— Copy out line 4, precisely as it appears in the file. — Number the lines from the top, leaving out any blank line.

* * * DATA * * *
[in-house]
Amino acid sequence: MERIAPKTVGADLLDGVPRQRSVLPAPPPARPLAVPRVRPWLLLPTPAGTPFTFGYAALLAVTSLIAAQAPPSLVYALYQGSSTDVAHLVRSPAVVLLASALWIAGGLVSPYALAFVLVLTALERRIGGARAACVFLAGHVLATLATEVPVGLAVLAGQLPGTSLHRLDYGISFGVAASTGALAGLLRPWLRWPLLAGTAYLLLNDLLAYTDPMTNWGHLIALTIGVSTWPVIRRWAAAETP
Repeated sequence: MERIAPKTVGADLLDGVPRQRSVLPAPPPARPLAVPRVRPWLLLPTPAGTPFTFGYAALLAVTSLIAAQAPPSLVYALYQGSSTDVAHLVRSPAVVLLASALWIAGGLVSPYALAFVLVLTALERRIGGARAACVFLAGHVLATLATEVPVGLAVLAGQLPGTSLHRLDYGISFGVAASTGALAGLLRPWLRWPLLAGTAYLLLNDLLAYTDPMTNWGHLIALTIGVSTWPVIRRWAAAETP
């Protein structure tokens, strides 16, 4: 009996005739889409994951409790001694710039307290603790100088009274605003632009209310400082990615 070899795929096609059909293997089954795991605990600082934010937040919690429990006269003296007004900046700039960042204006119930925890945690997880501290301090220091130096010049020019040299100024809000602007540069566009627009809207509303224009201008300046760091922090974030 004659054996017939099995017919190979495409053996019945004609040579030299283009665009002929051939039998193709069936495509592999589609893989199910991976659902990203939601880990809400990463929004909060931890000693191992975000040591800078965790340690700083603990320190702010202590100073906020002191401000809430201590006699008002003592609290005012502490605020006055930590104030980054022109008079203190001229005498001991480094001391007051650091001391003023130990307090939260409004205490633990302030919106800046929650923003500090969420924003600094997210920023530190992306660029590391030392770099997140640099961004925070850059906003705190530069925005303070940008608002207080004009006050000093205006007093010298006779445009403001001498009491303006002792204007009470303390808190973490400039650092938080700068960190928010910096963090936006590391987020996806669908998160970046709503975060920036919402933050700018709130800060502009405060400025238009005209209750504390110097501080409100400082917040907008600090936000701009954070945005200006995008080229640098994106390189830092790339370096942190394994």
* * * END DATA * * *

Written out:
């Protein structure tokens, strides 16, 4: 009996005739889409994951409790001694710039307290603790100088009274605003632009209310400082990615 070899795929096609059909293997089954795991605990600082934010937040919690429990006269003296007004900046700039960042204006119930925890945690997880501290301090220091130096010049020019040299100024809000602007540069566009627009809207509303224009201008300046760091922090974030 004659054996017939099995017919190979495409053996019945004609040579030299283009665009002929051939039998193709069936495509592999589609893989199910991976659902990203939601880990809400990463929004909060931890000693191992975000040591800078965790340690700083603990320190702010202590100073906020002191401000809430201590006699008002003592609290005012502490605020006055930590104030980054022109008079203190001229005498001991480094001391007051650091001391003023130990307090939260409004205490633990302030919106800046929650923003500090969420924003600094997210920023530190992306660029590391030392770099997140640099961004925070850059906003705190530069925005303070940008608002207080004009006050000093205006007093010298006779445009403001001498009491303006002792204007009470303390808190973490400039650092938080700068960190928010910096963090936006590391987020996806669908998160970046709503975060920036919402933050700018709130800060502009405060400025238009005209209750504390110097501080409100400082917040907008600090936000701009954070945005200006995008080229640098994106390189830092790339370096942190394994």